concordance

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See Wiktionary:Concordances for Wiktionary's guide to concordances

English[edit]

Excerpt from “A complete concordance to the Holy Scriptures of the Old and New Testament” (sense 3).

Alternative forms[edit]

Etymology[edit]

From Old French concordance, from Late Latin concordantia.

Pronunciation[edit]

Noun[edit]

concordance (countable and uncountable, plural concordances)

  1. Agreement; accordance; consonance.
    Synonyms: accordance, agreement, consonance
    • 1850, Thomas Carlyle, The Life of John Sterling, Part Second, Chapter I:
      John Sterling at Herstmonceux that afternoon, and his Father here in London, would have offered strange contrasts to an eye that had seen them both. Contrasts, and yet concordances.
  2. (grammar, obsolete) Agreement of words with one another; concord.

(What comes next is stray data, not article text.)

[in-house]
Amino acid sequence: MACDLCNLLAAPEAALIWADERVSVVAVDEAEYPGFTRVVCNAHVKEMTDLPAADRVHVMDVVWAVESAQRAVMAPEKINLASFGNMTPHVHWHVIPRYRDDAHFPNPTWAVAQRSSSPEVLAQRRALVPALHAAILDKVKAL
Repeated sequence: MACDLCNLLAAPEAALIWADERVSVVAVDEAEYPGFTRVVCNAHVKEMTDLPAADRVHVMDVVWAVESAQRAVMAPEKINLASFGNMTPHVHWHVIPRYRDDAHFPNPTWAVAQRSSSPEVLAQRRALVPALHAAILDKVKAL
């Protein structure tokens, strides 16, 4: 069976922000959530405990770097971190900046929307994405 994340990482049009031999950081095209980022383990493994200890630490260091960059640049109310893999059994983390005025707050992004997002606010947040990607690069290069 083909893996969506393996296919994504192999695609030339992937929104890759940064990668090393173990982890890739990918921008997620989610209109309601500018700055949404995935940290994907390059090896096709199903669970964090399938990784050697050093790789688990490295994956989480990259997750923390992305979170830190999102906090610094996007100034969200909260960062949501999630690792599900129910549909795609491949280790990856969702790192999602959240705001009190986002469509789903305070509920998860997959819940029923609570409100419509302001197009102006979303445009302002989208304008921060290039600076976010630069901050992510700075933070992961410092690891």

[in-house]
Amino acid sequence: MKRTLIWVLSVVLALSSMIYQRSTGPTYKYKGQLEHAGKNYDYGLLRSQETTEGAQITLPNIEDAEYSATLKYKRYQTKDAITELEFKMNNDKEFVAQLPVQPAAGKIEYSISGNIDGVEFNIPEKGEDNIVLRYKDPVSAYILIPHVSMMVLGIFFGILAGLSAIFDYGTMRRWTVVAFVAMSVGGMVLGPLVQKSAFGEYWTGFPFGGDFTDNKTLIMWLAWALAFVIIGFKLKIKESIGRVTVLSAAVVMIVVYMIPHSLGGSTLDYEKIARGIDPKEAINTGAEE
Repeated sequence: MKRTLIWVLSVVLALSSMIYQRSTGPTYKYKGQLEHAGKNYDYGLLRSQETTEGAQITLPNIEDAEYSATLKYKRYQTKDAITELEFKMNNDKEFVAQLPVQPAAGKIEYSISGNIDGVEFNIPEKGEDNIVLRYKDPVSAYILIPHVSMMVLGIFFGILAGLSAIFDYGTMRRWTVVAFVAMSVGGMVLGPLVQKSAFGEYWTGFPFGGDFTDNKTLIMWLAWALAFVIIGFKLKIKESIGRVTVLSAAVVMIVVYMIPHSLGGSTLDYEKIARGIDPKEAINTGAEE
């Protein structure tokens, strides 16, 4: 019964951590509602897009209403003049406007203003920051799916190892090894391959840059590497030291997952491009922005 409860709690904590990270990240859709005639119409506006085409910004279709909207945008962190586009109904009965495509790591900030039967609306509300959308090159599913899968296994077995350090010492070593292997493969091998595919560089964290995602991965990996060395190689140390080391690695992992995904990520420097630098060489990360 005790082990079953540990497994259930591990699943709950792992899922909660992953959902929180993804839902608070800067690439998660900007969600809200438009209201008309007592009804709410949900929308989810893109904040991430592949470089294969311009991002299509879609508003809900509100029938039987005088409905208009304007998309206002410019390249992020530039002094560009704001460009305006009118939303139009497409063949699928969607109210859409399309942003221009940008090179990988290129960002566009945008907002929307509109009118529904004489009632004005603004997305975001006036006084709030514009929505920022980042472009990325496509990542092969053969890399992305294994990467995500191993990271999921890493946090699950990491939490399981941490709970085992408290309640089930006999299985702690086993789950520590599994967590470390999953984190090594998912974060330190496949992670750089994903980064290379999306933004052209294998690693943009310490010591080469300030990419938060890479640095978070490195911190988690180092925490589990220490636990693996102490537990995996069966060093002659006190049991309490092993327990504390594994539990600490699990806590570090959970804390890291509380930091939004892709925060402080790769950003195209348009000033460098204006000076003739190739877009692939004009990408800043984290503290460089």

Synonyms: agreement, concord
  3. An alphabetical verbal index showing the places in the text of a book where each principal word may be found, with its immediate context in each place.
    • c. 1857, Thomas Macaulay, "Paul Bunyan", contribution to the Encyclopaedia Britannica,
      His knowledge of the Bible was such, that he might have been called a living concordance.
  4. (computational linguistics) A list of occurrences of a word or phrase from a corpus, with the immediate context.

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French[edit]

Pronunciation[edit]

Noun[edit]

concordance f (plural concordances)

  1. accord, agreement, accordance, concurrence, consonance, concord